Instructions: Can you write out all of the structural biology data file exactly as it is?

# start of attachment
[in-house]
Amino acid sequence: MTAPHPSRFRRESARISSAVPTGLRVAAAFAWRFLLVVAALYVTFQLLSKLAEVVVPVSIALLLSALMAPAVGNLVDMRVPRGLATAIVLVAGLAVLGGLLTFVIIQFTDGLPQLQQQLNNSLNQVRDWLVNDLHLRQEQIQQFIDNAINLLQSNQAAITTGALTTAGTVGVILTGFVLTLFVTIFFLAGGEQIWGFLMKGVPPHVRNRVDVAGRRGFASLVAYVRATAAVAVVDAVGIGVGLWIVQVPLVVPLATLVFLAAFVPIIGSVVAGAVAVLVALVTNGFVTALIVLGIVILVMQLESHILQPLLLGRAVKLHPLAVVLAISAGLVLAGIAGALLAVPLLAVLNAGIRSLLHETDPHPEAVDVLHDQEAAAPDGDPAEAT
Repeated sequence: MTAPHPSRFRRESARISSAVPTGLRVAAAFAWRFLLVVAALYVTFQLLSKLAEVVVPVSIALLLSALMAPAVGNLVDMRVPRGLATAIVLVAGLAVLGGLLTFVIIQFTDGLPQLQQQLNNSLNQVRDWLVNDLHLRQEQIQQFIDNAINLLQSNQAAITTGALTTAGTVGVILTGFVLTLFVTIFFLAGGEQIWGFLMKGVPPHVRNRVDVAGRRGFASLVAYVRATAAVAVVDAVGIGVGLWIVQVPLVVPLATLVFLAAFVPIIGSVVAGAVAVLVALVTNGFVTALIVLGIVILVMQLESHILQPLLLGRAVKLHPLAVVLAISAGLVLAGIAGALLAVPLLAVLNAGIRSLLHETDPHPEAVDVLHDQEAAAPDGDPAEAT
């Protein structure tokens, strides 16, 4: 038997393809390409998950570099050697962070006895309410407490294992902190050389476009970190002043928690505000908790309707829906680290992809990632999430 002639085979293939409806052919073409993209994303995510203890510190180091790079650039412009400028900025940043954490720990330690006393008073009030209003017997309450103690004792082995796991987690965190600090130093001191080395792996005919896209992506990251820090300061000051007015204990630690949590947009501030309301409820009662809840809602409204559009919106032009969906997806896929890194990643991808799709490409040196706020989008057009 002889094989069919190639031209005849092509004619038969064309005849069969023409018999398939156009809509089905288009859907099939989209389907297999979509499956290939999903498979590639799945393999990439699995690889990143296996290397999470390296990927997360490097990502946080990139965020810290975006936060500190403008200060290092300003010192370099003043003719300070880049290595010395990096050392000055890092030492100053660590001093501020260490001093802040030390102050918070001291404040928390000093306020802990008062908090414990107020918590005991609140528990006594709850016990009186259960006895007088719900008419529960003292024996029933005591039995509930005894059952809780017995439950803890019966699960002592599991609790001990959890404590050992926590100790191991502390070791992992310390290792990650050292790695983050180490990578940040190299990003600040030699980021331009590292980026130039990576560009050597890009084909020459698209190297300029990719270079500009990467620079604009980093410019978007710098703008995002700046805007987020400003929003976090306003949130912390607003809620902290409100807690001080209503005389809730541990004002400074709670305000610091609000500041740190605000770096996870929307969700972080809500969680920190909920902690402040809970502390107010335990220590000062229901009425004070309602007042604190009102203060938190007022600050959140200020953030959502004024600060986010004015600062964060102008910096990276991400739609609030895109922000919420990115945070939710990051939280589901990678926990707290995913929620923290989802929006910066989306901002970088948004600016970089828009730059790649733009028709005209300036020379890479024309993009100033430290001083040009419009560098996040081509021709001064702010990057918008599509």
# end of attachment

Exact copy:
[in-house]
Amino acid sequence: MTAPHPSRFRRESARISSAVPTGLRVAAAFAWRFLLVVAALYVTFQLLSKLAEVVVPVSIALLLSALMAPAVGNLVDMRVPRGLATAIVLVAGLAVLGGLLTFVIIQFTDGLPQLQQQLNNSLNQVRDWLVNDLHLRQEQIQQFIDNAINLLQSNQAAITTGALTTAGTVGVILTGFVLTLFVTIFFLAGGEQIWGFLMKGVPPHVRNRVDVAGRRGFASLVAYVRATAAVAVVDAVGIGVGLWIVQVPLVVPLATLVFLAAFVPIIGSVVAGAVAVLVALVTNGFVTALIVLGIVILVMQLESHILQPLLLGRAVKLHPLAVVLAISAGLVLAGIAGALLAVPLLAVLNAGIRSLLHETDPHPEAVDVLHDQEAAAPDGDPAEAT
Repeated sequence: MTAPHPSRFRRESARISSAVPTGLRVAAAFAWRFLLVVAALYVTFQLLSKLAEVVVPVSIALLLSALMAPAVGNLVDMRVPRGLATAIVLVAGLAVLGGLLTFVIIQFTDGLPQLQQQLNNSLNQVRDWLVNDLHLRQEQIQQFIDNAINLLQSNQAAITTGALTTAGTVGVILTGFVLTLFVTIFFLAGGEQIWGFLMKGVPPHVRNRVDVAGRRGFASLVAYVRATAAVAVVDAVGIGVGLWIVQVPLVVPLATLVFLAAFVPIIGSVVAGAVAVLVALVTNGFVTALIVLGIVILVMQLESHILQPLLLGRAVKLHPLAVVLAISAGLVLAGIAGALLAVPLLAVLNAGIRSLLHETDPHPEAVDVLHDQEAAAPDGDPAEAT
């Protein structure tokens, strides 16, 4: 038997393809390409998950570099050697962070006895309410407490294992902190050389476009970190002043928690505000908790309707829906680290992809990632999430 002639085979293939409806052919073409993209994303995510203890510190180091790079650039412009400028900025940043954490720990330690006393008073009030209003017997309450103690004792082995796991987690965190600090130093001191080395792996005919896209992506990251820090300061000051007015204990630690949590947009501030309301409820009662809840809602409204559009919106032009969906997806896929890194990643991808799709490409040196706020989008057009 002889094989069919190639031209005849092509004619038969064309005849069969023409018999398939156009809509089905288009859907099939989209389907297999979509499956290939999903498979590639799945393999990439699995690889990143296996290397999470390296990927997360490097990502946080990139965020810290975006936060500190403008200060290092300003010192370099003043003719300070880049290595010395990096050392000055890092030492100053660590001093501020260490001093802040030390102050918070001291404040928390000093306020802990008062908090414990107020918590005991609140528990006594709850016990009186259960006895007088719900008419529960003292024996029933005591039995509930005894059952809780017995439950803890019966699960002592599991609790001990959890404590050992926590100790191991502390070791992992310390290792990650050292790695983050180490990578940040190299990003600040030699980021331009590292980026130039990576560009050597890009084909020459698209190297300029990719270079500009990467620079604009980093410019978007710098703008995002700046805007987020400003929003976090306003949130912390607003809620902290409100807690001080209503005389809730541990004002400074709670305000610091609000500041740190605000770096996870929307969700972080809500969680920190909920902690402040809970502390107010335990220590000062229901009425004070309602007042604190009102203060938190007022600050959140200020953030959502004024600060986010004015600062964060102008910096990276991400739609609030895109922000919420990115945070939710990051939280589901990678926990707290995913929620923290989802929006910066989306901002970088948004600016970089828009730059790649733009028709005209300036020379890479024309993009100033430290001083040009419009560098996040081509021709001064702010990057918008599509």